It is telling that Chelsea looked disjointed from the start when both Terry and Lampard are in the side. Then again, as I said, this was no excursion to White Hart Lane.
Two must-win home matches and an away trip to Turin will decide this season’s group stage fate. Juventus may just prove to be crucial and, if the current group standings are any indicator of what may be, the Italian or European champions might well be out come the 90th minute mark on matchday six.
Any loss is not be taken lightly at this point in proceedings, but it was effectively a repeat of Leverkusen and home form should see RDM and Co. through if feasible solutions are found to counter Simeone and Lucescu’s perfected attacking template that will surely be emulated, perhaps even by Manchester United.
An indisputable setback for a team whose promise was expected to revel against stern opposition in the East, but the Brazilian realities were something else altogether.
When you win as a team, it would be unfair to brandish an inequitable judgement of performance. By the same token, you can most certainly lose as a whole – and Di Matteo’s boys were collectively beaten. No outfield player delivered a match-winning display. Cech, however, warrants a 10 for keeping it at 2.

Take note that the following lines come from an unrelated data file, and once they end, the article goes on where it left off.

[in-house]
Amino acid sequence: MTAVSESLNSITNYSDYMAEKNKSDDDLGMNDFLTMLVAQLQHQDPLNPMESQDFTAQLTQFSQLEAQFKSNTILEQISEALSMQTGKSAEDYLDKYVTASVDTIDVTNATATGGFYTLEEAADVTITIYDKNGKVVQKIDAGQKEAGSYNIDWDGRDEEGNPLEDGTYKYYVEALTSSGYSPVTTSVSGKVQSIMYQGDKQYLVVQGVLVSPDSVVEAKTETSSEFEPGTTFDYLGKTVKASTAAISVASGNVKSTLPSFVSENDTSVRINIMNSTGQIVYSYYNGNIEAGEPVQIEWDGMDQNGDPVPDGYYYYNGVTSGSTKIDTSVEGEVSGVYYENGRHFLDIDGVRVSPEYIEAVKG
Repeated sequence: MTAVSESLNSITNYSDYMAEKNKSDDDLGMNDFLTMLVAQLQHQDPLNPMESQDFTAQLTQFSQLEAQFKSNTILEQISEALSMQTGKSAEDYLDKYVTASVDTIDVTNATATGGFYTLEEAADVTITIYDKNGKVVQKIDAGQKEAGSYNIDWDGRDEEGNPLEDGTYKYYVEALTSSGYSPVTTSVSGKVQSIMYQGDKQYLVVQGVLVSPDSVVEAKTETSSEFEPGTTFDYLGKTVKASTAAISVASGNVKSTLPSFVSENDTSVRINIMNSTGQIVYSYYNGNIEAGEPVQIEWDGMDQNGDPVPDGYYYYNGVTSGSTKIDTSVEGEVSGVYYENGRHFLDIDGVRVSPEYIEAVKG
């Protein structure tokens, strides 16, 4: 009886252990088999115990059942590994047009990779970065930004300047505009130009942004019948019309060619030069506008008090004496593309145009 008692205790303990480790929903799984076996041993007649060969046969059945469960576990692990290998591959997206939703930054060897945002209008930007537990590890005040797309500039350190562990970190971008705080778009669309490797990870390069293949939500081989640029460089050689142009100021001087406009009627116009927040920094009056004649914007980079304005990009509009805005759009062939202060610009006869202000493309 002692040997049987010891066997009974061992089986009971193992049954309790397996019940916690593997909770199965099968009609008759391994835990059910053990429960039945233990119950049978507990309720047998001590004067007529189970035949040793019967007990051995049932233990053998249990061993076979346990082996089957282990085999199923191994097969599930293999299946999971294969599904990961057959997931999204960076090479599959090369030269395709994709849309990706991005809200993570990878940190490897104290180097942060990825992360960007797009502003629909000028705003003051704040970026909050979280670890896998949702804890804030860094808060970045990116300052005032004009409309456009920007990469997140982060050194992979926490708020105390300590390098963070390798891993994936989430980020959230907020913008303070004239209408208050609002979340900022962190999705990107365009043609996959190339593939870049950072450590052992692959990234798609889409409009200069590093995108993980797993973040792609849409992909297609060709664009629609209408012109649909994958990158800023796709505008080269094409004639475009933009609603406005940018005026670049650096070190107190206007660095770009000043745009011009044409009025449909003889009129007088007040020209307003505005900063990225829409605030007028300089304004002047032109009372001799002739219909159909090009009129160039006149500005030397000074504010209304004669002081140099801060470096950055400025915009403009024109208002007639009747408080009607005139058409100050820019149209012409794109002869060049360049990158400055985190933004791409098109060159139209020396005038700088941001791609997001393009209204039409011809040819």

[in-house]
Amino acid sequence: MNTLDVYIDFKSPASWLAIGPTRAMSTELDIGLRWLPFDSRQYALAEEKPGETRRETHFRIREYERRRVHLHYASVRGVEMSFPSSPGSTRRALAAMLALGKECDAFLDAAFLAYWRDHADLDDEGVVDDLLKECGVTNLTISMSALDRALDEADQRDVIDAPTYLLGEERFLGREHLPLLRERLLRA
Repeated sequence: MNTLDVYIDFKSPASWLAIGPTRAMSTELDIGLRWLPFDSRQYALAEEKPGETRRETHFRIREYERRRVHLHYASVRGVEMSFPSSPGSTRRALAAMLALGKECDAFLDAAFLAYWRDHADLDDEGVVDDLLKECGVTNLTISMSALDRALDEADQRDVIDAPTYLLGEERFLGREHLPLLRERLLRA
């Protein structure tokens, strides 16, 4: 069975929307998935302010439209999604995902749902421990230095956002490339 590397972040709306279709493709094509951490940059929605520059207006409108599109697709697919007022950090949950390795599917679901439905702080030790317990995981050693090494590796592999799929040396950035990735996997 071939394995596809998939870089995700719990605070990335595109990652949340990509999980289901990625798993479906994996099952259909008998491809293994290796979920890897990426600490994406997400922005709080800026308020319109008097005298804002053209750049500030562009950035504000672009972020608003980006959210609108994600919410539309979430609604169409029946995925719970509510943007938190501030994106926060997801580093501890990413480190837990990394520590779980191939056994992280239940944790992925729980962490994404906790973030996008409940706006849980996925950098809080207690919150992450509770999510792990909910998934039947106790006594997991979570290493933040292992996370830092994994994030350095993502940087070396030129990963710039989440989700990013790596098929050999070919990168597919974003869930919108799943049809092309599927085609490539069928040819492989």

Man of the Match
Partially: Petr Cech.
The press reports
The Daily Telegraph, John Percy: “The challenge of breaching Shakhtar’s Donbass Arena fortress proved a bridge too far for Chelsea and a returning John Terry, and despite their effervescent start to the season manager Roberto Di Matteo is now facing a crucial three games in his bid to defend the trophy.”
The Independent, Simon Johnson: “Chelsea are facing a battle to avoid becoming the first holders of the Champions League to fail to progress beyond the group stages after a woeful defeat in Donetsk.”
The Guardian, David Hytner: “The surprise at the end was how narrow it was. Shakhtar missed chances, Petr Cech distinguished himself in the Chelsea goal and it was Oscar, stealing in to meet Branislav Ivanovic’s cross, who reduced the deficit and sparked brief alarm inside a jubilant stadium. An outlandish escape for the visitors, however, was not to happen.”
The Official Chelsea FC Website: “An impressive Shakhtar Donetsk side inflicted our first Champions League defeat under Roberto Di Matteo, scoring early in each half.”